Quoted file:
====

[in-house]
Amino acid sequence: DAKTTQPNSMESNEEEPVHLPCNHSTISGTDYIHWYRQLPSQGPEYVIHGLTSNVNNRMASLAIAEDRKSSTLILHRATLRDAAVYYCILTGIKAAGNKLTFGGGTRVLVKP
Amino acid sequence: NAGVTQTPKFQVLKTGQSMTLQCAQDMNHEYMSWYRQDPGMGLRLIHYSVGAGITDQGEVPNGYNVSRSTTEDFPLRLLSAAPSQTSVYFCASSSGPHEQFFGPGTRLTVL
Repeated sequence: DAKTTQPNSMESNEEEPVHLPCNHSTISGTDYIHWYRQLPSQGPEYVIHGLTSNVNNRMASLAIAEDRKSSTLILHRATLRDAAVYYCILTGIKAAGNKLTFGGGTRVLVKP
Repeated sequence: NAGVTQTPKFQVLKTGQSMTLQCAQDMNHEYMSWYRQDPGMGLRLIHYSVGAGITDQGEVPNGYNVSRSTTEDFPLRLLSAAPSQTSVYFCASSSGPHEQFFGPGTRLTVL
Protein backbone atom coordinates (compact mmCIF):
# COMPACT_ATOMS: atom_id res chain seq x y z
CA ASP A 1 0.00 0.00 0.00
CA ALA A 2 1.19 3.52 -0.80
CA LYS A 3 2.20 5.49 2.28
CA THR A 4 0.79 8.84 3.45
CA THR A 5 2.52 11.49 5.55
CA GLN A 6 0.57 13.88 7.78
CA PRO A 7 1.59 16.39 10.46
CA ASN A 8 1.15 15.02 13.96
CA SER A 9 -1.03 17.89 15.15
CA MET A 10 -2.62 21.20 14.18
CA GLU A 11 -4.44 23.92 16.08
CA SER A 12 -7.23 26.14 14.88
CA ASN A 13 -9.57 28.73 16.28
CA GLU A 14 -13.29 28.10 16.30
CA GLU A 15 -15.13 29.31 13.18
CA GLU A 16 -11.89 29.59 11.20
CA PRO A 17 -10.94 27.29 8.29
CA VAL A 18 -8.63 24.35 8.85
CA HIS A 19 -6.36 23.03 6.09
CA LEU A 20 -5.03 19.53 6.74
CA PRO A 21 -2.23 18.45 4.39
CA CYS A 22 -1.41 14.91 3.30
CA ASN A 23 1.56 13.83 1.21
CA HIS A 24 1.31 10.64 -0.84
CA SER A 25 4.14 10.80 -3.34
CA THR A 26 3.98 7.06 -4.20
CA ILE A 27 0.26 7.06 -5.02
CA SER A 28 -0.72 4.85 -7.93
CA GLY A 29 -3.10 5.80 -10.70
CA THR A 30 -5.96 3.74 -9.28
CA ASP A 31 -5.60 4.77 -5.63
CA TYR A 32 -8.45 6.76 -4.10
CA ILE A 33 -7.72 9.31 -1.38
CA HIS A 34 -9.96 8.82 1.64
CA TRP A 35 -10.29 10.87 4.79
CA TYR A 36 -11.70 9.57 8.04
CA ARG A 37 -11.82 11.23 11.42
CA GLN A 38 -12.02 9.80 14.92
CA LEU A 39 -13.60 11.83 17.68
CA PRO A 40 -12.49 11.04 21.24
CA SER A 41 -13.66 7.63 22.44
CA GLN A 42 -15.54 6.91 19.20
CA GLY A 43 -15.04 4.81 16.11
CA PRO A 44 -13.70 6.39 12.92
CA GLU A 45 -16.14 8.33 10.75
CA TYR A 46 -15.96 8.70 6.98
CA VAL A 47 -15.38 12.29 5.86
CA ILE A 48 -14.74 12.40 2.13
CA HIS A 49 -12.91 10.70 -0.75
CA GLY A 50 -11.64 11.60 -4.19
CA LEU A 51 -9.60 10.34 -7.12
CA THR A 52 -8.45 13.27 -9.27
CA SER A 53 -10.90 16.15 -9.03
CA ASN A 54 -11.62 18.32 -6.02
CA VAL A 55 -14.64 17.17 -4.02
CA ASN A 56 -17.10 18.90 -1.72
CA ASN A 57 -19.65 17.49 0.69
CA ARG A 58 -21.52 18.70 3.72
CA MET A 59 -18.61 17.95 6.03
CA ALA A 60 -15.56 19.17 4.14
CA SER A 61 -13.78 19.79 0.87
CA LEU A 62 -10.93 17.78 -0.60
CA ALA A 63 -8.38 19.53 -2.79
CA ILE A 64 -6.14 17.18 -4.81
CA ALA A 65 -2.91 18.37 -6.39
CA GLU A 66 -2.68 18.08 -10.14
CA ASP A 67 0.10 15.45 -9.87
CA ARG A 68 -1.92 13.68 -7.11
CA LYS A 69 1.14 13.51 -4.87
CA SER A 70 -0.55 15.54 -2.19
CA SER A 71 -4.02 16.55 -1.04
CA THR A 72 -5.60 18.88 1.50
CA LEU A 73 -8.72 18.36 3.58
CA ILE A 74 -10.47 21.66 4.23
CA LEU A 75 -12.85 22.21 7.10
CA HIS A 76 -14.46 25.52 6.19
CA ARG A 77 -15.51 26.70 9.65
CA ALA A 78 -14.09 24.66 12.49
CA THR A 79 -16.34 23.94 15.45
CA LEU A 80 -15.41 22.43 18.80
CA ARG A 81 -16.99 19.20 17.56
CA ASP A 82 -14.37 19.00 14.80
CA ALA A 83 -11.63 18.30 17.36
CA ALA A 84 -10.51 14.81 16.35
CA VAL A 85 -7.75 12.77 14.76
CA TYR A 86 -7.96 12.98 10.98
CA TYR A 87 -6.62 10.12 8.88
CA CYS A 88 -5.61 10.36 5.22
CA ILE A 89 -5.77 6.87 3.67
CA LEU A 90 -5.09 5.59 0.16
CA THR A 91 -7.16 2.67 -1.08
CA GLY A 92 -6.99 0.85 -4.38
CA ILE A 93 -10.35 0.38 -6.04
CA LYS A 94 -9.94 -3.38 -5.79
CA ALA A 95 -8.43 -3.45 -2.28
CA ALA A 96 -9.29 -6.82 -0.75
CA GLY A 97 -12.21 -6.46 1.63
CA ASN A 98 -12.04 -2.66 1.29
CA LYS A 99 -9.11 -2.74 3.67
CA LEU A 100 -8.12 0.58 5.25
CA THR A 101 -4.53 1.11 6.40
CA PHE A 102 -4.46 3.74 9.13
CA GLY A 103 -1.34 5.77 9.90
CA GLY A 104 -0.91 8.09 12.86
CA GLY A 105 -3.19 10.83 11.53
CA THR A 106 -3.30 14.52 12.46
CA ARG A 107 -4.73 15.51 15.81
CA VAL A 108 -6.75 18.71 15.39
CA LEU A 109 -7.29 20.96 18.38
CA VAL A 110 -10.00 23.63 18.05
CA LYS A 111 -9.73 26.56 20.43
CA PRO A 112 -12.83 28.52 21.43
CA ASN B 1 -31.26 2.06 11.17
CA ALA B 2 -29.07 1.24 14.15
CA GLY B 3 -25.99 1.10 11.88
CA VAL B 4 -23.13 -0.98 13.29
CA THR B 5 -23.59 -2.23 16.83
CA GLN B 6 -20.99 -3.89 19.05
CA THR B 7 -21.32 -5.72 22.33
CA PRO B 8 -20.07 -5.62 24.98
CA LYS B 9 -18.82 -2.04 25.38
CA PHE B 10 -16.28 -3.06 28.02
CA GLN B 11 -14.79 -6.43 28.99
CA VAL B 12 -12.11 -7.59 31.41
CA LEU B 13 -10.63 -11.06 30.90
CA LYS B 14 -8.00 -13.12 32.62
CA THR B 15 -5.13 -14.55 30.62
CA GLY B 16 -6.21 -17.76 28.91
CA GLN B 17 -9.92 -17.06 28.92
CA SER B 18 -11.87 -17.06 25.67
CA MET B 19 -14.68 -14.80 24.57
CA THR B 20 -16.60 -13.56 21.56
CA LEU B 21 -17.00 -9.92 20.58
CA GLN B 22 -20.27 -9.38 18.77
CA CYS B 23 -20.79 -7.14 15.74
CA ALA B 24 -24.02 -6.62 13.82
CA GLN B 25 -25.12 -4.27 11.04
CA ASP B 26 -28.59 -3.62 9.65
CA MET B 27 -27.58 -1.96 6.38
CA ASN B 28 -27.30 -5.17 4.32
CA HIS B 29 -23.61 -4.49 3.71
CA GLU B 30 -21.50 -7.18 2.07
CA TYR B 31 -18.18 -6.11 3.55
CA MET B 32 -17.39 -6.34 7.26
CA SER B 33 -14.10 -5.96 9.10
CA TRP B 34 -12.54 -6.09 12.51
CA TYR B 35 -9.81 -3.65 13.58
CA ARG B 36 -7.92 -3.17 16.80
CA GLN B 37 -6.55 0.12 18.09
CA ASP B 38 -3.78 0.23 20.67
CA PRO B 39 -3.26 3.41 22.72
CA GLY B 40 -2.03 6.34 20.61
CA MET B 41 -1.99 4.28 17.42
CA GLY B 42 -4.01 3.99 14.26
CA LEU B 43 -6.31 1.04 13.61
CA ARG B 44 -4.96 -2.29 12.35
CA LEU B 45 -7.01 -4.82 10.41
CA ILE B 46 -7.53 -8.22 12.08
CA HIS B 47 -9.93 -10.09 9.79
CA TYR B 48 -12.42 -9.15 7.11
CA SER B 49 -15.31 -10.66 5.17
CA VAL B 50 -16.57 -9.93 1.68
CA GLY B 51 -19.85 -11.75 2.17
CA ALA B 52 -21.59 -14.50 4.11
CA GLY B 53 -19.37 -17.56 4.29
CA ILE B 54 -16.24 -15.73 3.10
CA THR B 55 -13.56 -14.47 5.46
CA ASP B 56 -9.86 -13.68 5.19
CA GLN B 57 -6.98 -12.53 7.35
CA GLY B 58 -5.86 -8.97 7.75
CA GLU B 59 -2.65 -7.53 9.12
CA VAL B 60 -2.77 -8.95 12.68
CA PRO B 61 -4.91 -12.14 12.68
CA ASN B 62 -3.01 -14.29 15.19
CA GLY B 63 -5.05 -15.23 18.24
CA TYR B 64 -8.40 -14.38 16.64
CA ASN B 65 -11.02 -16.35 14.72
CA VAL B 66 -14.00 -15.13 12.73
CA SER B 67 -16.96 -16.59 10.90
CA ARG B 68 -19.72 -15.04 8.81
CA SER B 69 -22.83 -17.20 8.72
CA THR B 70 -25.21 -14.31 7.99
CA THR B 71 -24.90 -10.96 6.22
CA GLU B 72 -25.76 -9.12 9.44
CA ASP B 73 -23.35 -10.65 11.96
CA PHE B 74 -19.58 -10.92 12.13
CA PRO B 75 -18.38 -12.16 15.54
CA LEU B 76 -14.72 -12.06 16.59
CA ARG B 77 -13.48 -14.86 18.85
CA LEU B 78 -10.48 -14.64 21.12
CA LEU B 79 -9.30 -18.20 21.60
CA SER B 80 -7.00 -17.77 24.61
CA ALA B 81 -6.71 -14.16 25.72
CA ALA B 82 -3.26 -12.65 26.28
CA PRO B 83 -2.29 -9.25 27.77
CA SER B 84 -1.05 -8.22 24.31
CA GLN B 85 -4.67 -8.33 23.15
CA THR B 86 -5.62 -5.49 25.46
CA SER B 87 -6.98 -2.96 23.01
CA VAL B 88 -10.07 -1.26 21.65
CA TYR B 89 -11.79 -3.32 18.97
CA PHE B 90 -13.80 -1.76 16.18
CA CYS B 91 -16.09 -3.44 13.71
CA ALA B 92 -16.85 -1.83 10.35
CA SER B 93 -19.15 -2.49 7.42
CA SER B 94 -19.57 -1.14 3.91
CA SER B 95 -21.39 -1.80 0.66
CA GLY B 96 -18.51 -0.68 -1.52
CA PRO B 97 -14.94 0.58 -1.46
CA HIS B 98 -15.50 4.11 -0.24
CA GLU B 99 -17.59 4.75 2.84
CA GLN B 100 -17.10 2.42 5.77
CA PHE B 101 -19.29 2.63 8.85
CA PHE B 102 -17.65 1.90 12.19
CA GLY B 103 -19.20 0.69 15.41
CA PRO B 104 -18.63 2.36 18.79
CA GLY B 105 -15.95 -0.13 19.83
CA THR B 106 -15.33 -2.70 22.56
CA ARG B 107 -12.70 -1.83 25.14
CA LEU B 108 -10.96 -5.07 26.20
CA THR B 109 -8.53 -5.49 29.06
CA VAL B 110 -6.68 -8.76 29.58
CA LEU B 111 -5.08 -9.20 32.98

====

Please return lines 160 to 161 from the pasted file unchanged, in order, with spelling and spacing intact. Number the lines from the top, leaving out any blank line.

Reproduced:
CA MET B 41 -1.99 4.28 17.42
CA GLY B 42 -4.01 3.99 14.26